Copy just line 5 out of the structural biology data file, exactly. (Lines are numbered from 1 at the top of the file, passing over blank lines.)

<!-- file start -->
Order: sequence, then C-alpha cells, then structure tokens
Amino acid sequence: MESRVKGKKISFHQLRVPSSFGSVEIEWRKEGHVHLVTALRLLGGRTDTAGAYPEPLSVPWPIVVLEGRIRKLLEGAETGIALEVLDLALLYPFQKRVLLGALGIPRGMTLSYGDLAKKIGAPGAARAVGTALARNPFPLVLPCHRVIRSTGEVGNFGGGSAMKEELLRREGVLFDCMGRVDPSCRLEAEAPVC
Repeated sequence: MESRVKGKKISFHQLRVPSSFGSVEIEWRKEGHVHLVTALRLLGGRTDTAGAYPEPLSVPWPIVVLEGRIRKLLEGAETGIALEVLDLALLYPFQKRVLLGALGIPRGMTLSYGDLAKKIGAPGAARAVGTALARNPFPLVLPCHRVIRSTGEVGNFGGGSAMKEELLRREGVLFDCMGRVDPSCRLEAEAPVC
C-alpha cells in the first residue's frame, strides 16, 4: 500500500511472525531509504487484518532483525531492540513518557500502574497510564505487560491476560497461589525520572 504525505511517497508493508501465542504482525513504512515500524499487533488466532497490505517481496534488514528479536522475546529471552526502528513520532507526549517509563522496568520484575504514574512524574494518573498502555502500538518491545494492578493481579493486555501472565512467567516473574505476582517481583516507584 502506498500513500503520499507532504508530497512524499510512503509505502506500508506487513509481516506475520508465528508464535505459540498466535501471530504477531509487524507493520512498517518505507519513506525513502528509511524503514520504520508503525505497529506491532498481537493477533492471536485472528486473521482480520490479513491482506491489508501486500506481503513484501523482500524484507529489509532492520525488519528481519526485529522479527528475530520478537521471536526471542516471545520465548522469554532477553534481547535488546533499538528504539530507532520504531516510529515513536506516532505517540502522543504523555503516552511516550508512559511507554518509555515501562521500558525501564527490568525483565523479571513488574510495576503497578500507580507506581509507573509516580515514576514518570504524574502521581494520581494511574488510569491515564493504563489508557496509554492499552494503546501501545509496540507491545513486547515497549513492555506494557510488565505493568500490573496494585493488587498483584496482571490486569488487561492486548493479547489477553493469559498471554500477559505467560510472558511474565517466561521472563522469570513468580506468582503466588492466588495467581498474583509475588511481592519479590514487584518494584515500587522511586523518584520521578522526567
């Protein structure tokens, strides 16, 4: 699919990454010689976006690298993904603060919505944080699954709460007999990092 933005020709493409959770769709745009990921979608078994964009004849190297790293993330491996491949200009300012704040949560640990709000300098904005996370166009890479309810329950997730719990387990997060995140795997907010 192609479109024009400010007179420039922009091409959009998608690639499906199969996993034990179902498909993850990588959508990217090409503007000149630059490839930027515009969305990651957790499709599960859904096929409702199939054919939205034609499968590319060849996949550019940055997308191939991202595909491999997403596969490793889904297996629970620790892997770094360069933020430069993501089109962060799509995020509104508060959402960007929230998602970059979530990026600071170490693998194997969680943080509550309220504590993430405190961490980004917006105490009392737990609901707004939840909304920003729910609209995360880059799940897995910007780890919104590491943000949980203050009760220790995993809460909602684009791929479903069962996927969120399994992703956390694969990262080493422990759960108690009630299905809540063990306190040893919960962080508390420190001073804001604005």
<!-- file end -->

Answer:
């Protein structure tokens, strides 16, 4: 699919990454010689976006690298993904603060919505944080699954709460007999990092 933005020709493409959770769709745009990921979608078994964009004849190297790293993330491996491949200009300012704040949560640990709000300098904005996370166009890479309810329950997730719990387990997060995140795997907010 192609479109024009400010007179420039922009091409959009998608690639499906199969996993034990179902498909993850990588959508990217090409503007000149630059490839930027515009969305990651957790499709599960859904096929409702199939054919939205034609499968590319060849996949550019940055997308191939991202595909491999997403596969490793889904297996629970620790892997770094360069933020430069993501089109962060799509995020509104508060959402960007929230998602970059979530990026600071170490693998194997969680943080509550309220504590993430405190961490980004917006105490009392737990609901707004939840909304920003729910609209995360880059799940897995910007780890919104590491943000949980203050009760220790995993809460909602684009791929479903069962996927969120399994992703956390694969990262080493422990759960108690009630299905809540063990306190040893919960962080508390420190001073804001604005």